Last weekend’s MotoGP round at Sepang finally saw the pendulum tip in favour of Jorge Lorenzo as team-mate Valentino Rossi and Marc Marquez’s intense rivalry reached boiling point in the searing heat of Malaysia.
Rossi had lit the blue touch paper with a sensational press conference on the Thursday ahead of the race when he accused Marquez of favouring Lorenzo to win the title and suggesting the young Spaniard had deliberately messed with Rossi’s race to help Lorenzo. And he even went so far as to question whether Marquez had been a Rossi fan in his childhood.
If Rossi’s pre-race statement had been meant as a barb to inspire Marquez to prove him wrong and take points off Lorenzo, it backfired. Spectacularly. As Dani Pedrosa and Lorenzo made a break at the front, Marquez and Rossi become embroiled in a close and bitter battle for third place, Marquez seemingly able to pass the Italian at will.
The two riders passed each other nine times on Lap Four in a scintillating display of racecraft, with Marquez leading as they crossed the line to begin Lap Five. The pair continued to trade moves and passed one another five times with Rossi in front as they exited turn thirteen. With Marquez on the outside, Rossi slowed them both down into turn fourteen and then looked at his young heir apparent twice before Marquez lost the front and crashed out.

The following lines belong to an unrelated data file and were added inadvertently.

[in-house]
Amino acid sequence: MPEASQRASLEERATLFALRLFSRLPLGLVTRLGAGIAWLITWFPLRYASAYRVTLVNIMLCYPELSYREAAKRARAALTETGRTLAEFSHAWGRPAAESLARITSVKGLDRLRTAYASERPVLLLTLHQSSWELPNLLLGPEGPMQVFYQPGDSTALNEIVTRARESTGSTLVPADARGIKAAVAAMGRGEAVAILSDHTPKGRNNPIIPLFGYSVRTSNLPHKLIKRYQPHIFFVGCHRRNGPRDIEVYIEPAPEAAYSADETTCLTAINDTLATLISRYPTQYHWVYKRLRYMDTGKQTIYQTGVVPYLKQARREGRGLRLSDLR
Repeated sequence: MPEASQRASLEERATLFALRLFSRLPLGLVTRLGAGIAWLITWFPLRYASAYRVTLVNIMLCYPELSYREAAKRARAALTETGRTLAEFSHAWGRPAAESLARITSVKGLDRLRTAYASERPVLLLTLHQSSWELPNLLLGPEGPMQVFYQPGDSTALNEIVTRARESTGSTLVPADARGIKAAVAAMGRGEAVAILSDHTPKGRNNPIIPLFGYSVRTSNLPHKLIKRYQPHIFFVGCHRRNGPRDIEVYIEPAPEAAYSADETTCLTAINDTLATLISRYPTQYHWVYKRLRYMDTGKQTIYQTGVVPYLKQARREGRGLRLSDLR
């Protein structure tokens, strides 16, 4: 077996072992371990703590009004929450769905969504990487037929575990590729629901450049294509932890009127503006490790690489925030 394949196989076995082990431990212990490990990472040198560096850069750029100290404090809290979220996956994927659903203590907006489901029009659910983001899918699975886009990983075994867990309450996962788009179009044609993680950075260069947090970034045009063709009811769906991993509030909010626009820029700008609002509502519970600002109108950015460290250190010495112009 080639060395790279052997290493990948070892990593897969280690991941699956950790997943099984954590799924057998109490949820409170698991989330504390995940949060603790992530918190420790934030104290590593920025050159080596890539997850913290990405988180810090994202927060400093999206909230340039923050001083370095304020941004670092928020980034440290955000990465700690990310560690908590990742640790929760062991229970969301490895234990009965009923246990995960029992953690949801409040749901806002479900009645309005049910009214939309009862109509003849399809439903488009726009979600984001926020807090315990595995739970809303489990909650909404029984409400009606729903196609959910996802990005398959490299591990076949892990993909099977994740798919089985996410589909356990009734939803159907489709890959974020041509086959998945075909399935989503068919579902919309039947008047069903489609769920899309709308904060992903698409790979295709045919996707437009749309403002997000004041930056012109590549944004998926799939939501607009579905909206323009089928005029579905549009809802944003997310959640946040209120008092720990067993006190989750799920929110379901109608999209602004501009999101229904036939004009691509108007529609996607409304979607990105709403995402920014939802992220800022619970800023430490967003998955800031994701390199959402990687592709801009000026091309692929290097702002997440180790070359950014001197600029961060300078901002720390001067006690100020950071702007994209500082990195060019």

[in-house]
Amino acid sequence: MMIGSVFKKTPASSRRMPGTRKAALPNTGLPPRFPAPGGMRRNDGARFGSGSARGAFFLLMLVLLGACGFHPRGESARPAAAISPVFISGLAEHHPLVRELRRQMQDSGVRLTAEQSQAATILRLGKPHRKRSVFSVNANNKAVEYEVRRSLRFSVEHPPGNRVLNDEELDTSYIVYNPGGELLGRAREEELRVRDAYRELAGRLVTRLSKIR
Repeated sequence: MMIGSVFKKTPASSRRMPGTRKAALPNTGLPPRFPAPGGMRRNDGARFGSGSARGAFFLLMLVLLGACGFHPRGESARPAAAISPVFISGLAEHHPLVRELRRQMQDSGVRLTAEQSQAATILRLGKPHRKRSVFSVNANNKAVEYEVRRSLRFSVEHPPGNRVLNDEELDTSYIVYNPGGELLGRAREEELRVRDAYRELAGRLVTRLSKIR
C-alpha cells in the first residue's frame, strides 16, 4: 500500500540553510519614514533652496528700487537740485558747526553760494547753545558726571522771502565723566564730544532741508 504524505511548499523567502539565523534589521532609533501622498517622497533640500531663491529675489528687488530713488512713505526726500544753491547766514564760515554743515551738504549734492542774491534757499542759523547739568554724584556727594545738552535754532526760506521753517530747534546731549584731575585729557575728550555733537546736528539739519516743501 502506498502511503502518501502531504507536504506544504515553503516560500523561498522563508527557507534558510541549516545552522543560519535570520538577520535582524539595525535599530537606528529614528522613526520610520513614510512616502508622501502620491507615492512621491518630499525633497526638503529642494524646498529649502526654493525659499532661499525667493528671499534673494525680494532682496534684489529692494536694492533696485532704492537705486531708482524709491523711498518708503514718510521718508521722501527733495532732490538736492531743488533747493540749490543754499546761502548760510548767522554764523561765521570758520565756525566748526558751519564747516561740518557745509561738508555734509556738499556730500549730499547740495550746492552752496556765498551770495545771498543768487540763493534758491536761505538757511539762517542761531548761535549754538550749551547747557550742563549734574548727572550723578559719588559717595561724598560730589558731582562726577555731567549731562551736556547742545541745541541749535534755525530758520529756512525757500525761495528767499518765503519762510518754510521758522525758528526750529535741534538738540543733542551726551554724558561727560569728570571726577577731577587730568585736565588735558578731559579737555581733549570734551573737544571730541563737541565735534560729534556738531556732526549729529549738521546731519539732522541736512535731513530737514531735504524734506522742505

The camera footage initially seemed to show Rossi had caused the crash by forcing Marquez wide and extending his leg into the Honda, touching the RC213V’s brake lever and causing the Spaniard to crash. However, other camera angles later showed Marquez refusing to change his line as Rossi pushed him wide and the Spaniard learning on the Yamaha, seemingly headbutting Rossi, and Rossi has stuck his leg out only after he’d lost his footing as the bikes came together.
Rossi remained on his bike and went on to finish third, but while Marquez remounted he was unable to finish the race and retired shortly afterwards, parking his bike in the Repsol Honda garage. And then all hell broke loose.
HRC team boss Livio Suppo launched a savage attack on Rossi’s unsporting conduct. He said: “For the Repsol Honda Team what happened today is something we never want to see in racing, as it is unacceptable that a rider would intentionally create a dangerous situation causing the crash of another rider. We love motorsport and we like to see riders competing for victory, but there must be a limit and mutual respect of each other.”
Marquez agreed. He said: “We were having a good race up until the incident. At the beginning I made a mistake, but then I regained confidence. Valentino overtook me, I followed him for half a lap, and I saw that I could go faster than him, so I tried overtake him back. We started a fight between us and I always passed without making any contact with him. At Turn 14 he passed me on the inside, I sat the bike up, he kept going straight ahead and I saw him looking at me. I didn’t know what to do. Then he kicked out at me, knocking my brake lever, and I crashed.